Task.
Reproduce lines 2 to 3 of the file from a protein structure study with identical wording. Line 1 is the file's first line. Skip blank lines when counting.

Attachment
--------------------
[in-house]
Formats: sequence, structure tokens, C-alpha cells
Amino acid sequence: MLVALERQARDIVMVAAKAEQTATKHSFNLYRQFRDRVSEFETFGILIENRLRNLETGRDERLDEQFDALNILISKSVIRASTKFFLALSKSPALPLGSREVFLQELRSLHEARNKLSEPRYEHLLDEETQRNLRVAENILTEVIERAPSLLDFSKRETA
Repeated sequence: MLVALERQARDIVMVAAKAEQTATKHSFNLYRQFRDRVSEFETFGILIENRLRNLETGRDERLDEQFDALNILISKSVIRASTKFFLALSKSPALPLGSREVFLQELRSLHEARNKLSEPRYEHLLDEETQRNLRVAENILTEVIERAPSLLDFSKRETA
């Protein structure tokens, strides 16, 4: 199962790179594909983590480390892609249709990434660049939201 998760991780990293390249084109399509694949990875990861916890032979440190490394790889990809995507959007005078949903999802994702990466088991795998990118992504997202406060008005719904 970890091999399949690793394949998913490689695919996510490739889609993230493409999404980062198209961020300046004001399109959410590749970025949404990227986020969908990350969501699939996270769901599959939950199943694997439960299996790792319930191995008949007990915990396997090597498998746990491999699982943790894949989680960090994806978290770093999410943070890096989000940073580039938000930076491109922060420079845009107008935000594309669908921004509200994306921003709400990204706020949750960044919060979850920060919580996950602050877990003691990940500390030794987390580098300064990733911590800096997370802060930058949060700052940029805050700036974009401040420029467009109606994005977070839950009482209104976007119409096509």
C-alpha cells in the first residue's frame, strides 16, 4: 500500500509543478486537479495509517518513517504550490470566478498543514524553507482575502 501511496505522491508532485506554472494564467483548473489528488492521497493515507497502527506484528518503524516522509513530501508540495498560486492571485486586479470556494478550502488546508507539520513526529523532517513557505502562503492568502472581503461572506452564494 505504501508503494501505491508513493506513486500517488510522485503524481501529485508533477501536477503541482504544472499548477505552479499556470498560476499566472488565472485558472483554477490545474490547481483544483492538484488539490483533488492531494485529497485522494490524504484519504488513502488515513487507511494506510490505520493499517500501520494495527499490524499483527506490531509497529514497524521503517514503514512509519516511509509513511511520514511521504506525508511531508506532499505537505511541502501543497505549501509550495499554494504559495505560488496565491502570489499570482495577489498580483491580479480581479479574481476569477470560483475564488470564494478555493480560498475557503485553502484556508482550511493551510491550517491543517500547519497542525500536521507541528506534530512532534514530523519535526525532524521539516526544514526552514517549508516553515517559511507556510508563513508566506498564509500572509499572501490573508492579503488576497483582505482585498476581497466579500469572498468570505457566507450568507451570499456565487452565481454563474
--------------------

Formats: sequence, structure tokens, C-alpha cells
Amino acid sequence: MLVALERQARDIVMVAAKAEQTATKHSFNLYRQFRDRVSEFETFGILIENRLRNLETGRDERLDEQFDALNILISKSVIRASTKFFLALSKSPALPLGSREVFLQELRSLHEARNKLSEPRYEHLLDEETQRNLRVAENILTEVIERAPSLLDFSKRETA